Traditional Publishers vs. Evolving Social (Media) Conventions

So the Editor in Chief of the New York Times went and wrote something that’s irritated a few of us Intertubes Types.

There’s a part of me that can’t get past the feeling we’ve stepped into a time warp. That this is a conversation more suited to five, maybe ten years ago, when those of us who worked in the nascent online wings of “traditional” publishing houses were viewed by colleagues as mad Che Guevaras; anarchists possessed of rebellious inclinations to set the building ablaze or gleefully slather all the telephone receivers with peanut butter.

As industries, news and publishing should have long since moved beyond the fact that the digital transition is happening and that adapting to the flow of history is the productive way forward, rather than sitting on the sidelines wagging fingers while revenue sails by. The audience chooses the time, place, and manner of the transaction now. Making money means dealing with them on their own terms.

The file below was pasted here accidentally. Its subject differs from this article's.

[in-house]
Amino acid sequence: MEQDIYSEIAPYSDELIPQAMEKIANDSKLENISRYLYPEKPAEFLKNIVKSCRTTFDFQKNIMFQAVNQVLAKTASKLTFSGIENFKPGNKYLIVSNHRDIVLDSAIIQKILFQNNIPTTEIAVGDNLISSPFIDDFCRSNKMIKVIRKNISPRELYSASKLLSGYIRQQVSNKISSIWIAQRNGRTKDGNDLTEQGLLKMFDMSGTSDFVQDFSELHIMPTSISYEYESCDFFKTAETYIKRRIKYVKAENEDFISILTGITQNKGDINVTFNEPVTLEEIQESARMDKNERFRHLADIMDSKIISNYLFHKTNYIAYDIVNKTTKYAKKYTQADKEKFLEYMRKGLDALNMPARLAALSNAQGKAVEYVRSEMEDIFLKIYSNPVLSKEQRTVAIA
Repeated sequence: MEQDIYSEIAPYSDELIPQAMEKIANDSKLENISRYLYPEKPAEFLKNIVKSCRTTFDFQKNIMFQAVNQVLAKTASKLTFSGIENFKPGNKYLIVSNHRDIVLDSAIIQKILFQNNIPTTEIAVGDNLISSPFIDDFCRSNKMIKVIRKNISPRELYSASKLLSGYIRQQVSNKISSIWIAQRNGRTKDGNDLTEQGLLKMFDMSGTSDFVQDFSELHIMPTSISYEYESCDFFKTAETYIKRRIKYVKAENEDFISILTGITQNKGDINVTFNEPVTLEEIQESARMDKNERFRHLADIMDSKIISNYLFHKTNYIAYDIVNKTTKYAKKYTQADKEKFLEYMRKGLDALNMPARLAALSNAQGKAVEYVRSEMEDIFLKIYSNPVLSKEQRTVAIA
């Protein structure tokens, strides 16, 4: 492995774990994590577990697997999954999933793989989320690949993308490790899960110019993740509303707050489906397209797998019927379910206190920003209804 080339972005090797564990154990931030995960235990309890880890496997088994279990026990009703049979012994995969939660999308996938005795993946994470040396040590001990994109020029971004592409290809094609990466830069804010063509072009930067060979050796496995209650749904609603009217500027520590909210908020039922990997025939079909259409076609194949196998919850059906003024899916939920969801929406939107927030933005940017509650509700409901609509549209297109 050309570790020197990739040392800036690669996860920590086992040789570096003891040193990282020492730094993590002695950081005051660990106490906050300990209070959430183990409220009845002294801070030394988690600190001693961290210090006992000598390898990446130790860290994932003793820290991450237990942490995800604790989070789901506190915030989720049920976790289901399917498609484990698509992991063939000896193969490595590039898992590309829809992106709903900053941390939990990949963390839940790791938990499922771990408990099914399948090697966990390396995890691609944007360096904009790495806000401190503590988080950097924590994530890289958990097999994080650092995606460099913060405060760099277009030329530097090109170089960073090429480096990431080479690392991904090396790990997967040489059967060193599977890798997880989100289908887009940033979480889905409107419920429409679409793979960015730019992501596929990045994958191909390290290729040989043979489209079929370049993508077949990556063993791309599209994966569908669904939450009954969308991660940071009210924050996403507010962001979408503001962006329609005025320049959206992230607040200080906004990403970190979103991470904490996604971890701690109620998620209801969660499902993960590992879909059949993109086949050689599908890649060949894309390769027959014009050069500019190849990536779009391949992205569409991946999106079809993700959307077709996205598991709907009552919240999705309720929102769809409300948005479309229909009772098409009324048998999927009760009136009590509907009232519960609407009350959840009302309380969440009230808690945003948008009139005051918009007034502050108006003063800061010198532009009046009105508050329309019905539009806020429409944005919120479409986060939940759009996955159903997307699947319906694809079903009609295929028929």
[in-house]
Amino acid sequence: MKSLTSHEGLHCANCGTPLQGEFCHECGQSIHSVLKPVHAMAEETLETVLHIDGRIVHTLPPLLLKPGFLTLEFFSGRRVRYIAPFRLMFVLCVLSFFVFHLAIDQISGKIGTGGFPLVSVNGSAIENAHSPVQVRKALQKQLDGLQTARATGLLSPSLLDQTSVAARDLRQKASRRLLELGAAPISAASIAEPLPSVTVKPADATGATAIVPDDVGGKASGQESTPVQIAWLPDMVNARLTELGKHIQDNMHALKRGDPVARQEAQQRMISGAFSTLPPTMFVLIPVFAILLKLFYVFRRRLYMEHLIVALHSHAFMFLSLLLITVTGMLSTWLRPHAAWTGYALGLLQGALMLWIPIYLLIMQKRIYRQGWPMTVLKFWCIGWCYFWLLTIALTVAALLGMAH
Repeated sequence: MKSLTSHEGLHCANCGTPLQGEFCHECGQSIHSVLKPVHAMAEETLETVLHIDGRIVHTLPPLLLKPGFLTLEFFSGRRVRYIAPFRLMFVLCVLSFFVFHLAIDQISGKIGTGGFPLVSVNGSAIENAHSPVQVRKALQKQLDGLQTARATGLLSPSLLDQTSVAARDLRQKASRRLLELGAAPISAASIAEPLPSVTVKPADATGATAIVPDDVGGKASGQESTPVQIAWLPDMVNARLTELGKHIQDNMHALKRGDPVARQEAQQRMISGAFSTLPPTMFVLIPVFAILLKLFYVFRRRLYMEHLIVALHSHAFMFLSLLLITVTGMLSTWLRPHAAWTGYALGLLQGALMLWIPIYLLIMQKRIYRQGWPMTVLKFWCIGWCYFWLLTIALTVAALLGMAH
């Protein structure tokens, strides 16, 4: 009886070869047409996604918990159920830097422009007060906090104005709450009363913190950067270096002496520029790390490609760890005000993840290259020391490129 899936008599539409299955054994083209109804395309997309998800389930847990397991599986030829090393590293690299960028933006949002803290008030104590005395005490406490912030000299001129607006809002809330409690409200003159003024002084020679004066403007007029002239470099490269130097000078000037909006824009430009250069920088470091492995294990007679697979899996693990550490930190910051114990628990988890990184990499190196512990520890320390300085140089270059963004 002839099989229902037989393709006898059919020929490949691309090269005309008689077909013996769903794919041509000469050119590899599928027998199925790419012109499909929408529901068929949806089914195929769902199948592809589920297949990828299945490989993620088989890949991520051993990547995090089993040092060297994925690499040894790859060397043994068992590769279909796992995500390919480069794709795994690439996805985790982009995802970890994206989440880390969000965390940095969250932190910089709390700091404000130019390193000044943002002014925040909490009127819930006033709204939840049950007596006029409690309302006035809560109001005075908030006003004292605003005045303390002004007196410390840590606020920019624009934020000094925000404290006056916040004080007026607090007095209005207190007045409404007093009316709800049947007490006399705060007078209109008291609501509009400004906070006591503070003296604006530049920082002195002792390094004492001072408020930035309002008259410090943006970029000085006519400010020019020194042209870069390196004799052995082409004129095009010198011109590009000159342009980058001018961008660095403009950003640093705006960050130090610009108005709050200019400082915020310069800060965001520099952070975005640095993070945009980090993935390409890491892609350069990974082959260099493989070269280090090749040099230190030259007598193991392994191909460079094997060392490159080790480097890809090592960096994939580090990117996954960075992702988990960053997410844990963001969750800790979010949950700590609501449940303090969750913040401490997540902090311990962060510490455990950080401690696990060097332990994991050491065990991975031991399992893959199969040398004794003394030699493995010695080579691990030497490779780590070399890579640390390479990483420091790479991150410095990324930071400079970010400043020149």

Despite the gripes from folks like me, much of publishing’s leadership has actually acknowledged this sea change, at least in word. And therein lies the rub. For when it comes time to actually follow through with deeds their collective stomachs seem to turn, and out pops a piece like Keller’s. Somewhere there’s a block between thought and action.

Sociologist Zeynep Tufekco has put forth some supremely thoughtful comments regarding this cycle of acknowledgement and backsliding that continues to plague large institutional publishers. “[T]his angst is about conventions and conventions evolve which always horrifies those who have acquired privilege and power by mastering certain conventions while dismissing others.” She continues:

What we are seeing with social media is the public sphere, hitherto dominated by written culture, has been more opened up to oral psychodynamics. And this is particularly difficult to deal with for intellectuals who rely on their competence with, and dominance of, the written form as hallmark of their place in society.

A distaste with the cuisine keeps them from sitting down for the meal. Comfort with the style of these new interactions will only come with time and continued, full-on exposure. It feels inevitable, but it requires a true willingness on the part of these same publishers to rub elbows with the rabble. Just showing up to the shindig isn’t enough. We like handing our cash over to folks who actually want to talk with us.